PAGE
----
In Which We Put Our Hands On An Executive

Prodigy, CompuServe and AOL


Halt and Catch Fire
creators Christopher Cantwell & Christopher C. Rogers

A monkey’s paw is all this third season of Halt and Catch Fire is. Coined by the terrible English writer W.W. Jacobs, the little paw of a monkey is a concept that refers to when you wish for something but the thing you end up getting, while ostensibly identical to what you asked for, is substantially worse than your desire.

Halt and Catch Fire did everything right for two wonderful seasons, and all I wanted was a third. Now it looks like it is being made in some guy’s barn. This is supposed to be Silicon Valley?

I understand that it makes sense that the coders of Cameron Howe’s social tech company would bring their clothes from their previous home of Texas to their new California environs. It seriously looks like they are just reusing the costumes from last season to save more money. “Why make more costumes,” AMC probably opined in a memo, “no one watches this show enough to notice.”

I watch this show, AMC. This third season reads like they only had the money to get the show’s signature star, Lee Pace as sinister web security mastermind Joe MacMillan, for a couple of hours each day. The focus here is all on the relationship between Donna Clark (Kerry Bishe) and Gordon Clark (Scoot McNairy), which was exactly the wrong choice, since like most couples, the Clarks are only interesting when they are fighting.

I blame AMC for this entirely. There is one new actor in the season premiere of Halt and Catch Fire. Drink that in. I understand that later in the season Matthew Lillard and Annabeth Gish will be coming onto the show, but that would cost all of $10. What about maybe casting a star onto this project and giving it a budget to look as good as the other shows on the network. Fear the Walking Dead probably spends more on catering.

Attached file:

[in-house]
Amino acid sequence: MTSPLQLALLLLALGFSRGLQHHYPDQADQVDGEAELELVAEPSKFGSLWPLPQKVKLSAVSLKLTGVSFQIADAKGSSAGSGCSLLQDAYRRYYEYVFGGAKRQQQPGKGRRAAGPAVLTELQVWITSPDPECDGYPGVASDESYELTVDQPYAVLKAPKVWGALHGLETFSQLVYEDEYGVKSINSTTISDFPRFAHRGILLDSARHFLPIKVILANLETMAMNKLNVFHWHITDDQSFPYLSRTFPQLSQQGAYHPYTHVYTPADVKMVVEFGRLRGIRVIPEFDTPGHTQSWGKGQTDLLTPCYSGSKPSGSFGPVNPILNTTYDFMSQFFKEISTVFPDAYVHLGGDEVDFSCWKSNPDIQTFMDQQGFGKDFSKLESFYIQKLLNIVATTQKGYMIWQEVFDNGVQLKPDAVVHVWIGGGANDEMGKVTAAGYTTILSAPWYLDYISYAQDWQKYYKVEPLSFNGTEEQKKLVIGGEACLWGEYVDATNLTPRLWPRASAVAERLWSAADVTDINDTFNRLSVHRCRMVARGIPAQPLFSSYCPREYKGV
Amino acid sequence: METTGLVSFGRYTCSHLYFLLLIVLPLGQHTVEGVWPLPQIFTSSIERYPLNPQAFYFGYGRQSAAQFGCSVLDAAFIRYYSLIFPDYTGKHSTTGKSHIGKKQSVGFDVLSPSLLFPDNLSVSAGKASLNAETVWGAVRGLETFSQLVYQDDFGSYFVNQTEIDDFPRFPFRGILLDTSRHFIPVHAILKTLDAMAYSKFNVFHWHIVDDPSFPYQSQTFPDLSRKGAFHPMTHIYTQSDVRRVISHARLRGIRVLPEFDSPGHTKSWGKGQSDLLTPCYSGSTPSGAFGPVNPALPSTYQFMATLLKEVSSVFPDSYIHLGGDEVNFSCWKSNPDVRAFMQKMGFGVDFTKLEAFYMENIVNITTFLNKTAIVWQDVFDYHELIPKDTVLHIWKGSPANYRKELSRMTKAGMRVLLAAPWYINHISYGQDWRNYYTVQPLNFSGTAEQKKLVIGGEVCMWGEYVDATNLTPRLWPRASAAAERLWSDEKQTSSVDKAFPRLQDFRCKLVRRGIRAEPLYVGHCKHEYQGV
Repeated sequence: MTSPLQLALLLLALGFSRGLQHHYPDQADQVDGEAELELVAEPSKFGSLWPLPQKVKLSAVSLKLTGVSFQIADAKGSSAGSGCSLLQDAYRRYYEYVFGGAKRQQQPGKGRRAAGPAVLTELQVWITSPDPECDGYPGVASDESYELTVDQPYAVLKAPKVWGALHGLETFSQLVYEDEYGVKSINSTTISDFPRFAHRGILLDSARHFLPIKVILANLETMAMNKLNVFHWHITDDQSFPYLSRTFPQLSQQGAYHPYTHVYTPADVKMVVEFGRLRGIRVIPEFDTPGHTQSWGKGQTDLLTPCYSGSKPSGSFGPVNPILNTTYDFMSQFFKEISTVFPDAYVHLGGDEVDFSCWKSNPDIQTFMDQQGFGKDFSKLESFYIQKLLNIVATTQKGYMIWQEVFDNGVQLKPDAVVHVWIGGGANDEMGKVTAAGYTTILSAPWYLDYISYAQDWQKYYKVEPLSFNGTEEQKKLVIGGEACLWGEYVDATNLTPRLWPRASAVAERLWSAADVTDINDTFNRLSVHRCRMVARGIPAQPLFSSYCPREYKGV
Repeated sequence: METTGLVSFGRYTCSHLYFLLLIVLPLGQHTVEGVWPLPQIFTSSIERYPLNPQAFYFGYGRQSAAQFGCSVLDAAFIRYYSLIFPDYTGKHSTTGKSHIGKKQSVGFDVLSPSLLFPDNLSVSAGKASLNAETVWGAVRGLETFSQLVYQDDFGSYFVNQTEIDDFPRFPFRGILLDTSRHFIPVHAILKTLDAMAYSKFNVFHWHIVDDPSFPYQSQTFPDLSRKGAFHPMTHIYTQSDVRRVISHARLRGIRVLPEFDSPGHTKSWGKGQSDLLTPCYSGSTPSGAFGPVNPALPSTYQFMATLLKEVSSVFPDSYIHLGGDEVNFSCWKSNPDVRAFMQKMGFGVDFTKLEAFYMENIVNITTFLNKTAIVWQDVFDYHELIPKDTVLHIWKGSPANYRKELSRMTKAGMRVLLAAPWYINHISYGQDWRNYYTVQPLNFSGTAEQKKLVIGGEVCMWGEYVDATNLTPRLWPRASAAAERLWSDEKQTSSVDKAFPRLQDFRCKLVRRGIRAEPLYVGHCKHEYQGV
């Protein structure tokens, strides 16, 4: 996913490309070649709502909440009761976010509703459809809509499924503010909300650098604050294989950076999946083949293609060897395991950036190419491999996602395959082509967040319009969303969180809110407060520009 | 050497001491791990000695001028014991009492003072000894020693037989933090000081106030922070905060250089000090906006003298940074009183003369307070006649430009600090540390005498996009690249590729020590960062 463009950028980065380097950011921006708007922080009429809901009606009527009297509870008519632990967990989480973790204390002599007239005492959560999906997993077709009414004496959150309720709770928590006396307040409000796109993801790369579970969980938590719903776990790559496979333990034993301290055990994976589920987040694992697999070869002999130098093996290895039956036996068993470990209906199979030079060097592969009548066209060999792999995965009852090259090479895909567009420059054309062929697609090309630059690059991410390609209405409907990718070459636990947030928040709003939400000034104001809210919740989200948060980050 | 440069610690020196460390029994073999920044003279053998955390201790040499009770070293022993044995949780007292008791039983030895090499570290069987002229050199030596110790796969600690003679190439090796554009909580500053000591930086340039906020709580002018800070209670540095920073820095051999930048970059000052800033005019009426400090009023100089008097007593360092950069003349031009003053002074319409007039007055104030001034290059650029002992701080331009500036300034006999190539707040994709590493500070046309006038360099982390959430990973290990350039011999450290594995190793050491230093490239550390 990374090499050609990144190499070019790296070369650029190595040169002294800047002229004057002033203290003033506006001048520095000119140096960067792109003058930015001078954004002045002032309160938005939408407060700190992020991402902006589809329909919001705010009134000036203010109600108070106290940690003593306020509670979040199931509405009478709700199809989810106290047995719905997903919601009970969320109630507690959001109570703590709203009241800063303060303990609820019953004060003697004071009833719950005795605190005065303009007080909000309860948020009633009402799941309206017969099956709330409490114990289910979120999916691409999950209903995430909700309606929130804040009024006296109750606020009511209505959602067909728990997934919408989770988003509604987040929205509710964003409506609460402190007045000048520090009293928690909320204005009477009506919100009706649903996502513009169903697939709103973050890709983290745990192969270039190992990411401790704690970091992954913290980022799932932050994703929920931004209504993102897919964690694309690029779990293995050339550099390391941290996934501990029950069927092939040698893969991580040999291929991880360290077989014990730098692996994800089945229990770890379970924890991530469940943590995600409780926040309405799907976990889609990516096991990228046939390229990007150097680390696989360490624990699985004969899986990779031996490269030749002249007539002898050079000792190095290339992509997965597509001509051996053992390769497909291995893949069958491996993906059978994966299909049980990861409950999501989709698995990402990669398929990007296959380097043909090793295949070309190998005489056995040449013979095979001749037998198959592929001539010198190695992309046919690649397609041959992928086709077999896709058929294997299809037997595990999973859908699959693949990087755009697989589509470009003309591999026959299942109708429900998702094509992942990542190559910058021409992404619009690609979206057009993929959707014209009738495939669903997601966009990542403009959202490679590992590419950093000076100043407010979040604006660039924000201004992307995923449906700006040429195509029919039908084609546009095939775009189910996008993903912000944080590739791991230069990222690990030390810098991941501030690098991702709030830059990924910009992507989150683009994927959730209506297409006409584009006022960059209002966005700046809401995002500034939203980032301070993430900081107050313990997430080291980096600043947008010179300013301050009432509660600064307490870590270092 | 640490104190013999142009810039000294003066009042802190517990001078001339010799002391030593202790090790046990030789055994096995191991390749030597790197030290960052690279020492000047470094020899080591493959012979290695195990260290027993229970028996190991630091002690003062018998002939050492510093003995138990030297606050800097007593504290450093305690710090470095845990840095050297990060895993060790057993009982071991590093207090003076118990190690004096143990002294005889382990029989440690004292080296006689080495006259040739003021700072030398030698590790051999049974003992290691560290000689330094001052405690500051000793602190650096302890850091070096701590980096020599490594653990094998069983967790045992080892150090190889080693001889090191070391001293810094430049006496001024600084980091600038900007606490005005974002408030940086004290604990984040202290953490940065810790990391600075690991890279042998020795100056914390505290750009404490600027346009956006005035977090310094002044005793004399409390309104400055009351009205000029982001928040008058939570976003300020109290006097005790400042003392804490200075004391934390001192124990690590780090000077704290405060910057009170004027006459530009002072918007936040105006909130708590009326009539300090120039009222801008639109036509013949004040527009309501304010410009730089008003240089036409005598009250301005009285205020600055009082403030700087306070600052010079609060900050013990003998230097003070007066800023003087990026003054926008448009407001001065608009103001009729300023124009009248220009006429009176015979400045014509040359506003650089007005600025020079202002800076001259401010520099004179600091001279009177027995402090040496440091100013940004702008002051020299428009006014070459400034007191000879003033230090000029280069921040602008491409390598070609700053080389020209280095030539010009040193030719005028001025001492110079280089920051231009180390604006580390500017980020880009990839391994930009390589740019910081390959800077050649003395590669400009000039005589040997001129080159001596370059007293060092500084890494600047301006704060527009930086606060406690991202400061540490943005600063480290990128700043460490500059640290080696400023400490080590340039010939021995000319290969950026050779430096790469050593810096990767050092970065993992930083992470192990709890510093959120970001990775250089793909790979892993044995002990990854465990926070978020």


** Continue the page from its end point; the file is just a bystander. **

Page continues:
Despite the obvious lack of network support for this project — this show could have been Stranger Things — I have full faith that this season will eventually turn it around.

The early days of online interaction as a metaphor for our current view of technology leads to a lot of bracing critical moments. The soul of Halt and Catch Fire was really in the relationship between Cameron Howe (the brilliant and sexy Mackenzie Davis) and Joe MacMillan. The show’s run began when they had sex, and the two barely share the screen together at all. Howe now gets along really well with the Clarks and in fact all of her employees, even though she misses the boyfriend she left in Texas.

The premiere was the perfect time to introduce her to a new love interest, someone who was also powerful in Silicon Valley who could become a major character on the show and a rival to MacMillan. This can still happen, but just think of how much that would cost in additional sets.

Instead we meet Ryan (Manish Dayal), who is meant to take the new role as the enterprising technical genius. Cameron struggles to believe in what Ryan is selling her, even though only months ago she was in his exact same situation and her bosses didn’t listen. This is slightly implausible, but not as difficult as it is to identify with a character whose only trait is that he likes to work a lot.

Here’s the problem: when you are good at one thing, you have a great situation. You are only good at that one thing, so you go and do it as well as you can. But what if you’re good at more than one thing? How do you know which thing you are best at? You can’t really know, since it depends on how good other people are at the thing you do. If you are the best at it, great and it’s lonely at the top. If you are not, maybe you go back and revisit that other thing you do well.

At the end of the day (shut up), a show like Mad Men had two key characters and anything that took the focus off of Peggy or Don was a flat-out distraction from what made the show successful. Halt and Catch Fire created other characters that we love and respect. But there is such thing as being too respectful of what you make. For example, the executive played by Toby Huss should have died a long time ago, preferably in a fire.

Ethan Peterson is the senior contributor to This Recording.

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